Dr. Paul J. Carnegie

paul.carnegie@ubd.edu.bn

Associate Professor, Institute of Asian Studies

          

Paul Carnegie is Associate Professor of Politics and International Relations at the Institute of Asian Studies, Universiti Brunei Darussalam. His research specializes in comparative democratization, human security and localized responses to militant extremism with a specific focus on Indonesia and Southeast Asia alongside the Asia Pacific more generally. Paul has published widely in his fields including the monograph The Road from Authoritarianism to Democratization in Indonesia (Palgrave Macmillan), the edited volume Human Insecurities in Southeast Asia (Springer) and research output in leading international journals including Pacific Affairs, Australian Journal of Politics and History and Australian Journal of International Affairs. He is also a section editor for the Palgrave Handbook of Ethnicity. Paul has extensive applied research experience and networks having lived and worked previously in Australia, Brunei Darussalam, Egypt, Fiji and the United Arab Emirates.

EDUCATION

PhD (Queensland)
LLB(Hons) DipLP MPhil (Dundee)

RESEARCH INTERESTS

Comparative democratization
Human security
Politics and International Relations
Militant extremism
Post-colonialism
Identity and power relations
Indonesia
Southeast Asia
Asia-Pacific

FUTURE PROJECTS

Reorganizing Constitutional Power in Indonesia: An Anatomy of the 1999-2002 Reforms

Proposing constitutional reform and the process of establishing it are two distinct matters. The former is a normative projection of what could be whilst the latter is the manner in which reform is brought about and whether it persist over time. In reality, translating proposals into accepted practice involves overcoming legacies of the past. It is a process that is invariably fraught and often generates mixtures of trade-off and compromise. The following project examines the merits or otherwise of a gradualist approach to constitution-making. By anatomizing the constitutional reform process that took place in Indonesia from 1999-2002, it considers whether or not such an approach is appropriate for establishing meaningful constitutionalism in plural and divided societies.


Applications Invited

Human Security, Marginality and Precariousness in Southeast Asia

A central problem in examining multiple insecurities in Southeast Asia is that each country confronts a different context of human security. Besides the obvious threats and impediments to human security posed by conflict or natural disaster there are a range of often unseen and specific challenges embedded in people’s daily-lived experience. The ambiguous ways in which the ‘invisibility’ of their situations are conditioned and configured are neither readily recognized nor understood. State-led action tends to be generic and imitative rather than addressing effectively the conditioning factors and social imaginary that render individuals and communities insecure. How then are we to proceed? The following project considers this question by examining the complex relationships between ‘safety’ and ‘risk’ and that of ‘trust’ and ‘uncertainty’. It argues that the field of human security needs to engage more fully with a range of sociological and anthropological concepts and approaches if it is to gain greater analytical purchase on Southeast Asia’s precarious lives in the 21st Century. In particular, the project will focus on the utility of important theoretical and empirical developments on marginality and their relevance for the Southeast Asian context.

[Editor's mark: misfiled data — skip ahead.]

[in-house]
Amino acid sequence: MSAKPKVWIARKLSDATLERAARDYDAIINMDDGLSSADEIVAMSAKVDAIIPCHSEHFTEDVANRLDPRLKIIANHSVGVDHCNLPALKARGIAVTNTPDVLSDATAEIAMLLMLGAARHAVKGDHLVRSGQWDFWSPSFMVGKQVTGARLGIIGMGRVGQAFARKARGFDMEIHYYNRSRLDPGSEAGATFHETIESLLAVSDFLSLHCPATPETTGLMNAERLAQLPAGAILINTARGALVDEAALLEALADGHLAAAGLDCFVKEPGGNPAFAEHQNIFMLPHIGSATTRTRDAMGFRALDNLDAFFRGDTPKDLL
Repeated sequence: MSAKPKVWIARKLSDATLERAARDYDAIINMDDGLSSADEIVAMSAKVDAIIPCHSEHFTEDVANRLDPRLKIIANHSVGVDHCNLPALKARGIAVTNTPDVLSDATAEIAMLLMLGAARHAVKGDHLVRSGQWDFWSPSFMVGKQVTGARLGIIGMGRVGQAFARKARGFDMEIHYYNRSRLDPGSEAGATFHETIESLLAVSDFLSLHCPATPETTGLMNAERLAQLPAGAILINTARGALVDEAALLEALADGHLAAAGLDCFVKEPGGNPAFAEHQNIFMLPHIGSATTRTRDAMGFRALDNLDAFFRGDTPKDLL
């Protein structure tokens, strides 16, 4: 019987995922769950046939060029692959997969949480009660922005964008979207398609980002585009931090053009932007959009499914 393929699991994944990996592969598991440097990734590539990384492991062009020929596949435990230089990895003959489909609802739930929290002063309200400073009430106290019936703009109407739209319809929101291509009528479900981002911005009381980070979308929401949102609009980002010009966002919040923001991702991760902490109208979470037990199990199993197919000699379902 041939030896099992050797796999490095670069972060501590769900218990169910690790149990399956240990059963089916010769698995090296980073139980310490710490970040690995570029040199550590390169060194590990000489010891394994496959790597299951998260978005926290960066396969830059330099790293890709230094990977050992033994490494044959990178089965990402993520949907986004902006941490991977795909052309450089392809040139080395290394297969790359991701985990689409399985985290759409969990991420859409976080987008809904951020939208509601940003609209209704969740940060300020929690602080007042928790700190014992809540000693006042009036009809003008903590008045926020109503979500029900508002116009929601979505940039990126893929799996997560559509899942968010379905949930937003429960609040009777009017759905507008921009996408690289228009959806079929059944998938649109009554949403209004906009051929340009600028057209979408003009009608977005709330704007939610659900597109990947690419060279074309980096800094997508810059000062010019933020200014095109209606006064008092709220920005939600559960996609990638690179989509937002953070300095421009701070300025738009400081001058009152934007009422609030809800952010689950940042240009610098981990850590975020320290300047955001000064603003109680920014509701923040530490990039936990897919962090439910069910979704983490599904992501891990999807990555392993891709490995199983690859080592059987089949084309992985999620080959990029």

Applications Invited
169

Google Scholar Citations

6

Google Scholar h-index

5

Google Scholar i10-index

RECENT PUBLICATIONS

Carnegie, P.J. and V.T King (2020). Mapping Circumstances in Oceania: Reconsidering Human Security in an Age of Globalization. In S. Amin, D. Watson and C. Girard (eds.) Mapping Security in the Pacific. New York: Routledge, Chapter 2.
Carnegie, P.J. (2019). Ethno-nationalism and Power: An Introduction. In S. Ratuva (eds.) Palgrave Handbook of Ethnicity. Singapore: Palgrave MacMillan, pp.535-537.
Carnegie, P.J. (2019). National Imaginary, Ethnic Plurality and State Formation in Indonesia. In S. Ratuva (eds.) Palgrave Handbook of Ethnicity. Singapore: Palgrave MacMillan, pp. 791-807.
Carnegie, P. J. (2019). Popular Revolt and Military Intransigence in Egypt. In Ratuva, S. et al (eds.) Guns & Roses: Comparative Civil-Military Relations in the Changing Security Environment, New York: Palgrave Macmillan. pp. 39-53.
Carnegie, P.J. & S. Tarte (2018). The politics of transition in Fiji: Is it charting a democratic course? Australian Journal of Politics and History, 64(2), pp. 277-292.
Carnegie, P.J. & V.T. King (2018). Towards a social science understanding of human security. Journal of Human Security Studies, 7:1, pp. 1-17.
Carnegie, P.J. (2017). State, security and militancy in Indonesia. In Romaniuk, S.N., Grice, F., Irrera, D. and Webb, S.T. (eds.) Palgrave Handbook of Global Counterterrorism Policy. Singapore: Palgrave MacMillan, pp. 733-747.

TOP PUBLICATIONS

Carnegie, P.J. (2019). National Imaginary, Ethnic Plurality and State Formation in Indonesia. In S. Ratuva (eds.) Palgrave Handbook of Ethnicity. Singapore: Palgrave MacMillan, pp. 791-807.
Carnegie P.J. (2016). Imagined communities, militancy and insecurity in Indonesia. In Carnegie, P.J.. V. T. King and Zawawi Ibrahim (eds.) Human Insecurities in Southeast Asia. Singapore: Springer, pp. 53-68.
Hamdi, S, P.J. Carnegie, and B. Smith (2015). The recovery of a non-violent identity for an Indonesian pesantren in an Age of Terror. Australian Journal of International Affairs, 69(6), pp.1-19.
Carnegie, P.J. (2010). The Road from Authoritarianism to Democratization in Indonesia. New York: Palgrave MacMillan.
Carnegie, P.J. (2009). Democratization and decentralization in post-Soeharto Indonesia. Pacific Affairs, 81(4), pp. 15-25.